Sep. 30th, 2008 04:37 pm
prog: (Default)
FInally just figured out my budget, now that I have two months of data from my latest biggo lifestyle change. I now pay $700-$800 less in monthly expenses than before, which is nice. I have good reason to believe that I needn't freak out for the foreseeable future, so long as I'm satisfied with living the breaking-even life. And I am, for now; it's the sacrifice I make for the sake of the two big-idea projects I have in development, my wager that one of them will pay off big later.

I have been semi-coasting with consulting work, spending the last two months doing only some maintenance and release-engineering work for a single client - no intensive new coding projects. This has been great for my schedule, and has helped advance my other projects, but I can't keep doing this if I want to avoid getting my head bit off again by tax penalties next year. So, yes, time to activate another client. That's fine.

My holdings in both money and debt are both small enough that these are the main ways I fear the global financial poop might hurt me:

1. Businesses experiencing new pain when performing their routine borrowing (for making payroll and such) become more conservative about hiring consultants

2. One of my big projects gets enough traction that I'm ready to consider taking out a business loan to let me focus on it exclusively, but the state of credit has become so poor that it's just not worth doing

We'll see what happens.
prog: (moonbat)
I urge my fellow Americans to join with me on this action. You can find your state's senators here and find your district's representative here.

I dashed this off myself in a minute. You can copy it if you'd like, but I encourage you to come up with your own words, too.


I urge you to oppose the proposed $700 billion bailout of foundering financial companies through a massive federal purchase of bad mortgages and other assets.

I am dismayed and disgusted at the idea of using, all told, $1.8 trillion dollars[1] of taxpayer money in order to rescue private-sector firms from their own greed-driven mistakes, and hope that you consider this issue worth fighting.

I look forward to learning of your position and actions regarding this matter.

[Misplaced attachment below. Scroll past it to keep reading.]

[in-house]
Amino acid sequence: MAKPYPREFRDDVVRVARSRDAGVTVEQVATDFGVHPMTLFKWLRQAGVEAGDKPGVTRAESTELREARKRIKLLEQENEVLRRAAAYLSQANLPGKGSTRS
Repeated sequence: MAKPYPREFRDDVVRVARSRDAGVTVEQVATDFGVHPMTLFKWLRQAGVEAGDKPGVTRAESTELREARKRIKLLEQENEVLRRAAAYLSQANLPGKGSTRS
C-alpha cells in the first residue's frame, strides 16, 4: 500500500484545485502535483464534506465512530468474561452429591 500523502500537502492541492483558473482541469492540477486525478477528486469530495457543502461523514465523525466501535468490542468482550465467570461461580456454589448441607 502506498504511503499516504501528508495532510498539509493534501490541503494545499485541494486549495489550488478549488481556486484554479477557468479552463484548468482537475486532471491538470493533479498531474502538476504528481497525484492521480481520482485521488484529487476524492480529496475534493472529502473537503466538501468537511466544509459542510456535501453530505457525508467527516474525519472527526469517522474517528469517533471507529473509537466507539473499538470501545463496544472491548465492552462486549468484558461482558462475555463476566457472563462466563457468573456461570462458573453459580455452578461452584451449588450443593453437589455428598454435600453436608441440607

Jason McIntosh
Somerville, MA

[1] Source: http://www.cnbc.com/id/26808715

Conventional wisdom is that email, while it does have mass, still carries a fraction of the weight of snailmail or phone calls, so I plan on printing these out and mailing them to the same folks' offices.

Honest question: what is the experience of phoning your senator or representative like? I'm not sure that I want to have a two-way conversation with someone about this - I just want to make my stance and desires known, and then get out. The one time I phoned a senator's office, like four years ago (I don't even really recall what the issue was), I called off-hours and left a voicemail. That was OK. Rattling off a screed to a live human would be a tad more awkward, though.
prog: (Default)
Adapted from a comment I just left in [livejournal.com profile] colorwheel's LJ, but which more of y'all may be interested in:

NPR just launched a new blog-n-podcast called Planet Money whose topic is what you'd expect. I find it strangely reassuring that they figure that now's as good a time to launch the thing as any, what with all the everything going on.

The new show is itself kind of a spinoff of an excellent This American Life episode called "The Giant Pool of Money" from last spring, which did a great job explaining the crisis' core catalyst (the housing crap) in grokkable language and metaphor.


Aug. 28th, 2008 11:25 am
prog: (Default)
Broker than I thought I was. Suddenly unable to pay bills, prior to this check that came in the mail yesterday. I shall toddle down to the bank after I finish writing this. Check is fairly fat, so it'll last for a little while, but fun spendy-spendy time is over for me until my next period of full-time consulting.